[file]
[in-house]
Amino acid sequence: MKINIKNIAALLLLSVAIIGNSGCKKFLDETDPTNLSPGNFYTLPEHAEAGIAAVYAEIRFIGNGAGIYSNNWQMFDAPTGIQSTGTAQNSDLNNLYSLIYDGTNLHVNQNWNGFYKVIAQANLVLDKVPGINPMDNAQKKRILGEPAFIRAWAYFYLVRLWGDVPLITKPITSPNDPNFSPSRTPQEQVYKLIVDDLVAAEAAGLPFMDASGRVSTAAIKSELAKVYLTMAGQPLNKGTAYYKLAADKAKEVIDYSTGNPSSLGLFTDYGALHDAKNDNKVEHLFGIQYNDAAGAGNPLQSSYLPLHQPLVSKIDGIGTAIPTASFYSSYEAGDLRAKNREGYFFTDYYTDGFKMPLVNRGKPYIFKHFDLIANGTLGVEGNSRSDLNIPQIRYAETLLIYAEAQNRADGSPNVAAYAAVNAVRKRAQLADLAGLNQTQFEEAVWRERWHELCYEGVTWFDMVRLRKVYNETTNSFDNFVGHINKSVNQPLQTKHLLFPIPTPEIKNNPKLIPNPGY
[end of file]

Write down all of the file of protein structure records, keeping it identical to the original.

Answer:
[in-house]
Amino acid sequence: MKINIKNIAALLLLSVAIIGNSGCKKFLDETDPTNLSPGNFYTLPEHAEAGIAAVYAEIRFIGNGAGIYSNNWQMFDAPTGIQSTGTAQNSDLNNLYSLIYDGTNLHVNQNWNGFYKVIAQANLVLDKVPGINPMDNAQKKRILGEPAFIRAWAYFYLVRLWGDVPLITKPITSPNDPNFSPSRTPQEQVYKLIVDDLVAAEAAGLPFMDASGRVSTAAIKSELAKVYLTMAGQPLNKGTAYYKLAADKAKEVIDYSTGNPSSLGLFTDYGALHDAKNDNKVEHLFGIQYNDAAGAGNPLQSSYLPLHQPLVSKIDGIGTAIPTASFYSSYEAGDLRAKNREGYFFTDYYTDGFKMPLVNRGKPYIFKHFDLIANGTLGVEGNSRSDLNIPQIRYAETLLIYAEAQNRADGSPNVAAYAAVNAVRKRAQLADLAGLNQTQFEEAVWRERWHELCYEGVTWFDMVRLRKVYNETTNSFDNFVGHINKSVNQPLQTKHLLFPIPTPEIKNNPKLIPNPGY